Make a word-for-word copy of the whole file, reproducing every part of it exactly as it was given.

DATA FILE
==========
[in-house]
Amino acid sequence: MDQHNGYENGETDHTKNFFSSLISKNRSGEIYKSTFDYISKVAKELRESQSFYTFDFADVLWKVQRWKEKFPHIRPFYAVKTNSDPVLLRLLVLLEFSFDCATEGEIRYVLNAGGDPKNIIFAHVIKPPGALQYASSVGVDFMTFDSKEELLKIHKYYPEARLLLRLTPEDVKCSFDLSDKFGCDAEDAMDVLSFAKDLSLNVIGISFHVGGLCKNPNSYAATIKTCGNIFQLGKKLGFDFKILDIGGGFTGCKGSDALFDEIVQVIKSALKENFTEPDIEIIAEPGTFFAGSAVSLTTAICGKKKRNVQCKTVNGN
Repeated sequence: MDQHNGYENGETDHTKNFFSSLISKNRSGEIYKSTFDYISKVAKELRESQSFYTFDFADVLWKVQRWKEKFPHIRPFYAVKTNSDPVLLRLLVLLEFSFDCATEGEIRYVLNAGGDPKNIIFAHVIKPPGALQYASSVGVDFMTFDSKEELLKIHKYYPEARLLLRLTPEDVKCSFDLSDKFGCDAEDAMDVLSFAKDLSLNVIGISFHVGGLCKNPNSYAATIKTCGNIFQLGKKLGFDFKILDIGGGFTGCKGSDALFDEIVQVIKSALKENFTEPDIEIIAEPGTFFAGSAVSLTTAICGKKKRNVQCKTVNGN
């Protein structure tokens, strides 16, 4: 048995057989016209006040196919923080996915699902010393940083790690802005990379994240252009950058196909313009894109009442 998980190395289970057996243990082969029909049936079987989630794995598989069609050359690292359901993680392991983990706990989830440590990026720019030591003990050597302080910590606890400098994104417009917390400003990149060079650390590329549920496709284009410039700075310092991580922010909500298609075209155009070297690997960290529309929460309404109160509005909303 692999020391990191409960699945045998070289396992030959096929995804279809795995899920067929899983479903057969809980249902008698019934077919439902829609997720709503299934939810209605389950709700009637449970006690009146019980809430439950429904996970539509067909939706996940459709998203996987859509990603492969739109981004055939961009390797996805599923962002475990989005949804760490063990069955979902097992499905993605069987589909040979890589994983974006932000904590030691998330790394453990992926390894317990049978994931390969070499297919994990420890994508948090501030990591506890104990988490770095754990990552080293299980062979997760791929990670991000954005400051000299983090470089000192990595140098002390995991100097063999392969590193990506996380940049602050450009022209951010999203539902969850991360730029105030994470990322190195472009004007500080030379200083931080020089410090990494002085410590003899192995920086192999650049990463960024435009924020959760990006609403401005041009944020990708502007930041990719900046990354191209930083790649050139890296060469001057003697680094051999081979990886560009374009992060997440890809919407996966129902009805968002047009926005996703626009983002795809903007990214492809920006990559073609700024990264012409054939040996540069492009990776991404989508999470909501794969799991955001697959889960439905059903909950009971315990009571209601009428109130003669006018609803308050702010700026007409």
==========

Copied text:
[in-house]
Amino acid sequence: MDQHNGYENGETDHTKNFFSSLISKNRSGEIYKSTFDYISKVAKELRESQSFYTFDFADVLWKVQRWKEKFPHIRPFYAVKTNSDPVLLRLLVLLEFSFDCATEGEIRYVLNAGGDPKNIIFAHVIKPPGALQYASSVGVDFMTFDSKEELLKIHKYYPEARLLLRLTPEDVKCSFDLSDKFGCDAEDAMDVLSFAKDLSLNVIGISFHVGGLCKNPNSYAATIKTCGNIFQLGKKLGFDFKILDIGGGFTGCKGSDALFDEIVQVIKSALKENFTEPDIEIIAEPGTFFAGSAVSLTTAICGKKKRNVQCKTVNGN
Repeated sequence: MDQHNGYENGETDHTKNFFSSLISKNRSGEIYKSTFDYISKVAKELRESQSFYTFDFADVLWKVQRWKEKFPHIRPFYAVKTNSDPVLLRLLVLLEFSFDCATEGEIRYVLNAGGDPKNIIFAHVIKPPGALQYASSVGVDFMTFDSKEELLKIHKYYPEARLLLRLTPEDVKCSFDLSDKFGCDAEDAMDVLSFAKDLSLNVIGISFHVGGLCKNPNSYAATIKTCGNIFQLGKKLGFDFKILDIGGGFTGCKGSDALFDEIVQVIKSALKENFTEPDIEIIAEPGTFFAGSAVSLTTAICGKKKRNVQCKTVNGN
């Protein structure tokens, strides 16, 4: 048995057989016209006040196919923080996915699902010393940083790690802005990379994240252009950058196909313009894109009442 998980190395289970057996243990082969029909049936079987989630794995598989069609050359690292359901993680392991983990706990989830440590990026720019030591003990050597302080910590606890400098994104417009917390400003990149060079650390590329549920496709284009410039700075310092991580922010909500298609075209155009070297690997960290529309929460309404109160509005909303 692999020391990191409960699945045998070289396992030959096929995804279809795995899920067929899983479903057969809980249902008698019934077919439902829609997720709503299934939810209605389950709700009637449970006690009146019980809430439950429904996970539509067909939706996940459709998203996987859509990603492969739109981004055939961009390797996805599923962002475990989005949804760490063990069955979902097992499905993605069987589909040979890589994983974006932000904590030691998330790394453990992926390894317990049978994931390969070499297919994990420890994508948090501030990591506890104990988490770095754990990552080293299980062979997760791929990670991000954005400051000299983090470089000192990595140098002390995991100097063999392969590193990506996380940049602050450009022209951010999203539902969850991360730029105030994470990322190195472009004007500080030379200083931080020089410090990494002085410590003899192995920086192999650049990463960024435009924020959760990006609403401005041009944020990708502007930041990719900046990354191209930083790649050139890296060469001057003697680094051999081979990886560009374009992060997440890809919407996966129902009805968002047009926005996703626009983002795809903007990214492809920006990559073609700024990264012409054939040996540069492009990776991404989508999470909501794969799991955001697959889960439905059903909950009971315990009571209601009428109130003669006018609803308050702010700026007409």